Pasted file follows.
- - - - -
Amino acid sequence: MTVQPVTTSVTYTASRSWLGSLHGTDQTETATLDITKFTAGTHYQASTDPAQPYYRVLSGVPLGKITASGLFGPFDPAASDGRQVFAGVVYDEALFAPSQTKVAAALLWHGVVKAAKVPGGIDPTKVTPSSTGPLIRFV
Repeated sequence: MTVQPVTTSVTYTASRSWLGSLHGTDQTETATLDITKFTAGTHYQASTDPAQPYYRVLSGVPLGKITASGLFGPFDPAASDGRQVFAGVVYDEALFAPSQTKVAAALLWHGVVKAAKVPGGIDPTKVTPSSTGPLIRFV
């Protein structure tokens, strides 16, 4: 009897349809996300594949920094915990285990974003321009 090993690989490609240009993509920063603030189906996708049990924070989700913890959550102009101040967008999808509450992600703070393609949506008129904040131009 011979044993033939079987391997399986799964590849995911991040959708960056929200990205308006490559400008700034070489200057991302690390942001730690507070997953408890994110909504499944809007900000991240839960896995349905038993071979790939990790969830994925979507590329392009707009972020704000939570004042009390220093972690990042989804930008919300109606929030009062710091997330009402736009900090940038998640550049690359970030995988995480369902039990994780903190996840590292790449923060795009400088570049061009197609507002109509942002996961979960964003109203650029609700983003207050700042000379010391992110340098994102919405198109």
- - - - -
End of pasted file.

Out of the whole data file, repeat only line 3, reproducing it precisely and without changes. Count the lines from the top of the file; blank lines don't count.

């Protein structure tokens, strides 16, 4: 009897349809996300594949920094915990285990974003321009 090993690989490609240009993509920063603030189906996708049990924070989700913890959550102009101040967008999808509450992600703070393609949506008129904040131009 011979044993033939079987391997399986799964590849995911991040959708960056929200990205308006490559400008700034070489200057991302690390942001730690507070997953408890994110909504499944809007900000991240839960896995349905038993071979790939990790969830994925979507590329392009707009972020704000939570004042009390220093972690990042989804930008919300109606929030009062710091997330009402736009900090940038998640550049690359970030995988995480369902039990994780903190996840590292790449923060795009400088570049061009197609507002109509942002996961979960964003109203650029609700983003207050700042000379010391992110340098994102919405198109």